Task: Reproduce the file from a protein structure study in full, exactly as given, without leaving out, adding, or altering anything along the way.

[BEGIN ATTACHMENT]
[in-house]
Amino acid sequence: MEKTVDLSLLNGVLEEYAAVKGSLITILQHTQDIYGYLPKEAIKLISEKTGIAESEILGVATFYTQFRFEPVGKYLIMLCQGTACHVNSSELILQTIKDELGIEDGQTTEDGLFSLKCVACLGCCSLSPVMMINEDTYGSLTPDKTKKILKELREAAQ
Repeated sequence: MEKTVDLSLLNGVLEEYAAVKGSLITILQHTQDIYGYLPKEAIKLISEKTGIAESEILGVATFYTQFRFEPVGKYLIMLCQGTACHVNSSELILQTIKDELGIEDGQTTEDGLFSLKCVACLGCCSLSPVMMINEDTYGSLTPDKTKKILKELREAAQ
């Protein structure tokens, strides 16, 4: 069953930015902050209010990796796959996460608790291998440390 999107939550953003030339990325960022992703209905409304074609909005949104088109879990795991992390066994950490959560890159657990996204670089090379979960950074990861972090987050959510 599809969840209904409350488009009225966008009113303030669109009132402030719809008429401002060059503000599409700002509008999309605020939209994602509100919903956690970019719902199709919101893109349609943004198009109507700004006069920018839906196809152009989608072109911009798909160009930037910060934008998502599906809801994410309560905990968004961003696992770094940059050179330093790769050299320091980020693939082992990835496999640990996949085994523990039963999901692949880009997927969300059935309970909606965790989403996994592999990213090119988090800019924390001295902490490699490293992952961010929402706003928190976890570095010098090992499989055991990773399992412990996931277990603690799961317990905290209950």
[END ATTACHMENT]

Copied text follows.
[in-house]
Amino acid sequence: MEKTVDLSLLNGVLEEYAAVKGSLITILQHTQDIYGYLPKEAIKLISEKTGIAESEILGVATFYTQFRFEPVGKYLIMLCQGTACHVNSSELILQTIKDELGIEDGQTTEDGLFSLKCVACLGCCSLSPVMMINEDTYGSLTPDKTKKILKELREAAQ
Repeated sequence: MEKTVDLSLLNGVLEEYAAVKGSLITILQHTQDIYGYLPKEAIKLISEKTGIAESEILGVATFYTQFRFEPVGKYLIMLCQGTACHVNSSELILQTIKDELGIEDGQTTEDGLFSLKCVACLGCCSLSPVMMINEDTYGSLTPDKTKKILKELREAAQ
């Protein structure tokens, strides 16, 4: 069953930015902050209010990796796959996460608790291998440390 999107939550953003030339990325960022992703209905409304074609909005949104088109879990795991992390066994950490959560890159657990996204670089090379979960950074990861972090987050959510 599809969840209904409350488009009225966008009113303030669109009132402030719809008429401002060059503000599409700002509008999309605020939209994602509100919903956690970019719902199709919101893109349609943004198009109507700004006069920018839906196809152009989608072109911009798909160009930037910060934008998502599906809801994410309560905990968004961003696992770094940059050179330093790769050299320091980020693939082992990835496999640990996949085994523990039963999901692949880009997927969300059935309970909606965790989403996994592999990213090119988090800019924390001295902490490699490293992952961010929402706003928190976890570095010098090992499989055991990773399992412990996931277990603690799961317990905290209950």